My latest Guardian column, "Not every cloud has a silver lining," is about the dirty secret of cloud computing: most of it is about making a buck off of you by supplying something you can do cheaply and easily for yourself.
Here's something you won't see mentioned, though: the main attraction of the cloud to investors and entrepreneurs is the idea of making money from you, on a recurring, perpetual basis, for something you currently get for a flat rate or for free without having to give up the money or privacy that cloud companies hope to leverage into fortunes…
Now, this makes sense for some limited applications. If you're supplying a service to the public, having a cloud's worth of on-demand storage and hosting is great news. Many companies, such as Twitter, have found that it's more cost-effective to buy barrel-loads of storage, bandwidth and computation from distant hosting companies than it would be to buy their own servers and racks at a data-centre. And if you're doing supercomputing applications, then tapping into the high-performance computing grid run by the world's physics centres is a good trick.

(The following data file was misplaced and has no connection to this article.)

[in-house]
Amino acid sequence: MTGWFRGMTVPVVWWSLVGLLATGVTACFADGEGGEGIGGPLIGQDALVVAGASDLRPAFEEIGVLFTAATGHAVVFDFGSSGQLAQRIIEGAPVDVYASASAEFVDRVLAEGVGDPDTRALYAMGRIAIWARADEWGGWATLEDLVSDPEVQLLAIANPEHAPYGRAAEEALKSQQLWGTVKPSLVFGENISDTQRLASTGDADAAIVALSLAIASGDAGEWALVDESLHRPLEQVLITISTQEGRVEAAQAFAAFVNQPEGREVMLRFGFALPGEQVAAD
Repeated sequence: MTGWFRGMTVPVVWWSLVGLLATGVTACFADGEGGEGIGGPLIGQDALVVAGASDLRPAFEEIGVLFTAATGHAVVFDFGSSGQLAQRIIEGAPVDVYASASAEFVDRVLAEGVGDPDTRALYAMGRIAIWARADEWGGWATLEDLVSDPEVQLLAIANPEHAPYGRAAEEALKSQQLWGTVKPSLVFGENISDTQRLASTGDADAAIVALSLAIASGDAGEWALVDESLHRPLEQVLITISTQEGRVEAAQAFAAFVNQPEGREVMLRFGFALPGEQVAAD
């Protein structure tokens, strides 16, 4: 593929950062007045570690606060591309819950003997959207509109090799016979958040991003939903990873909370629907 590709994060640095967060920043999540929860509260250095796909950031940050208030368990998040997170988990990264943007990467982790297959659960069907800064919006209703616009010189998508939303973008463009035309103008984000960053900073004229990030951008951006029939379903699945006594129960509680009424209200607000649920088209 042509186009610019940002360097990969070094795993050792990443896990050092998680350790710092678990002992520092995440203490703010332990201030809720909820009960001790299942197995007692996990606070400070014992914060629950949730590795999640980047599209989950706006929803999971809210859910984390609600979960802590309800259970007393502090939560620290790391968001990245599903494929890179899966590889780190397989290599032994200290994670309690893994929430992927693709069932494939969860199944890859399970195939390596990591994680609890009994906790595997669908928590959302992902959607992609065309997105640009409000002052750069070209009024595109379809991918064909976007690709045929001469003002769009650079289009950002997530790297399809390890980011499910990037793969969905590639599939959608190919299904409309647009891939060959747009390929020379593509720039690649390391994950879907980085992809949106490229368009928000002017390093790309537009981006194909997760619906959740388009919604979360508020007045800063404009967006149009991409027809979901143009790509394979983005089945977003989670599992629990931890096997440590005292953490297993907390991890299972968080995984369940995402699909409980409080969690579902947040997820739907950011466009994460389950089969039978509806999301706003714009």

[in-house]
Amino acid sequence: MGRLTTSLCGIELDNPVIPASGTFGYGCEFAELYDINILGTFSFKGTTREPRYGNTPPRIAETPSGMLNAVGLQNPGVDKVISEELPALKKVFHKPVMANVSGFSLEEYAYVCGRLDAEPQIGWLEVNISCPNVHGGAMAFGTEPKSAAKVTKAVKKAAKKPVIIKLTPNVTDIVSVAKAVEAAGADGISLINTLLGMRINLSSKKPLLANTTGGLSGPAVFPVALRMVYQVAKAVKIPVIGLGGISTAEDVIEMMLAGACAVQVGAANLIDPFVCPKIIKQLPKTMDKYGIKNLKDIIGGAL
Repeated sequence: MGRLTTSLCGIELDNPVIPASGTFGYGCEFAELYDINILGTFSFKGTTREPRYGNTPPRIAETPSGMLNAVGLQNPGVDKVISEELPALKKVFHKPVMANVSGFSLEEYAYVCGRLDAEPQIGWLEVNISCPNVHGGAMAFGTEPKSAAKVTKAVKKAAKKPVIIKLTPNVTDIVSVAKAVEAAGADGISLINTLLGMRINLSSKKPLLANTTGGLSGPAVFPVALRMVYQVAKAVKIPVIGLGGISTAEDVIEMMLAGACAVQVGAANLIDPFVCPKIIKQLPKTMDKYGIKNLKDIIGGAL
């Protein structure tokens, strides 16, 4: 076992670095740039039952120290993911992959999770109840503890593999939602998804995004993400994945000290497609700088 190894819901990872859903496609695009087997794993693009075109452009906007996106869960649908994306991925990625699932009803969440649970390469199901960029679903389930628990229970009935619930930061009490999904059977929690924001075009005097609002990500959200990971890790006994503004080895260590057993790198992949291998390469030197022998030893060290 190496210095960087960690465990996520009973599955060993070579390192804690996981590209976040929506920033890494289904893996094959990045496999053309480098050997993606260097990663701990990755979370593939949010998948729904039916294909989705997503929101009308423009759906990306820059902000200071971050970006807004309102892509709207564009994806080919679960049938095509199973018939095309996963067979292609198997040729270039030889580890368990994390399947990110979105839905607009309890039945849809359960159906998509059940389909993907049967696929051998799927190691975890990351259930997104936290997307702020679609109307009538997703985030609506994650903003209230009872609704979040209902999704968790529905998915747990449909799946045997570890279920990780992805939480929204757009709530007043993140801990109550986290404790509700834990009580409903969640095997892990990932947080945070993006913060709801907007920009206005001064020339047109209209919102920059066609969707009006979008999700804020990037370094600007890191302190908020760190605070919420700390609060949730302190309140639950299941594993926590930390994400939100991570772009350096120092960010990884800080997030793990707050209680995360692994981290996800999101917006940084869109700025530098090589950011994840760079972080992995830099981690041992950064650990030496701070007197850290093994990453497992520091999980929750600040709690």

But for the average punter, cloud computing is – to say the least – oversold. Network access remains slower, more expensive, and less reliable than hard drives and CPUs. Your access to the net grows more and more fraught each day, as entertainment companies, spyware creeps, botnet crooks, snooping coppers and shameless bosses arrogate to themselves the right to spy on, tamper with or terminate your access to the net.